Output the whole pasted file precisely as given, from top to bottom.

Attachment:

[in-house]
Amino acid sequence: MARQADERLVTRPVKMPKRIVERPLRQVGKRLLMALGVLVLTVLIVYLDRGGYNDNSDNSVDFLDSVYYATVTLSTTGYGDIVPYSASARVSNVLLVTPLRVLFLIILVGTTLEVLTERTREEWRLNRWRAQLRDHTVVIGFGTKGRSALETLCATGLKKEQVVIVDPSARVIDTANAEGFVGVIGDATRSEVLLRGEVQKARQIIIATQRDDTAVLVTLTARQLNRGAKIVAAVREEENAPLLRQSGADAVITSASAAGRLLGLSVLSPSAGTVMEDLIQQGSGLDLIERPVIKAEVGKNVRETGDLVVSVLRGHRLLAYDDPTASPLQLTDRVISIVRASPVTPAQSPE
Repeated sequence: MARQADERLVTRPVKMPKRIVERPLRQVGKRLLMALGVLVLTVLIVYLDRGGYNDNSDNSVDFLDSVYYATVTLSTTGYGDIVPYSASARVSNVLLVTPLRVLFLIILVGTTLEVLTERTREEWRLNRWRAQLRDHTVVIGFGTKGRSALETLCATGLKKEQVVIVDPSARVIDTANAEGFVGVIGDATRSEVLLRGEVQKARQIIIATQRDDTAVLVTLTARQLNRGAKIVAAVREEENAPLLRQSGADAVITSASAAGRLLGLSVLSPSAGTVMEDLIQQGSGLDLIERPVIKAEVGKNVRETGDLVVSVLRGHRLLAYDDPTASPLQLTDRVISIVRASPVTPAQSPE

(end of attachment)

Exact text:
[in-house]
Amino acid sequence: MARQADERLVTRPVKMPKRIVERPLRQVGKRLLMALGVLVLTVLIVYLDRGGYNDNSDNSVDFLDSVYYATVTLSTTGYGDIVPYSASARVSNVLLVTPLRVLFLIILVGTTLEVLTERTREEWRLNRWRAQLRDHTVVIGFGTKGRSALETLCATGLKKEQVVIVDPSARVIDTANAEGFVGVIGDATRSEVLLRGEVQKARQIIIATQRDDTAVLVTLTARQLNRGAKIVAAVREEENAPLLRQSGADAVITSASAAGRLLGLSVLSPSAGTVMEDLIQQGSGLDLIERPVIKAEVGKNVRETGDLVVSVLRGHRLLAYDDPTASPLQLTDRVISIVRASPVTPAQSPE
Repeated sequence: MARQADERLVTRPVKMPKRIVERPLRQVGKRLLMALGVLVLTVLIVYLDRGGYNDNSDNSVDFLDSVYYATVTLSTTGYGDIVPYSASARVSNVLLVTPLRVLFLIILVGTTLEVLTERTREEWRLNRWRAQLRDHTVVIGFGTKGRSALETLCATGLKKEQVVIVDPSARVIDTANAEGFVGVIGDATRSEVLLRGEVQKARQIIIATQRDDTAVLVTLTARQLNRGAKIVAAVREEENAPLLRQSGADAVITSASAAGRLLGLSVLSPSAGTVMEDLIQQGSGLDLIERPVIKAEVGKNVRETGDLVVSVLRGHRLLAYDDPTASPLQLTDRVISIVRASPVTPAQSPE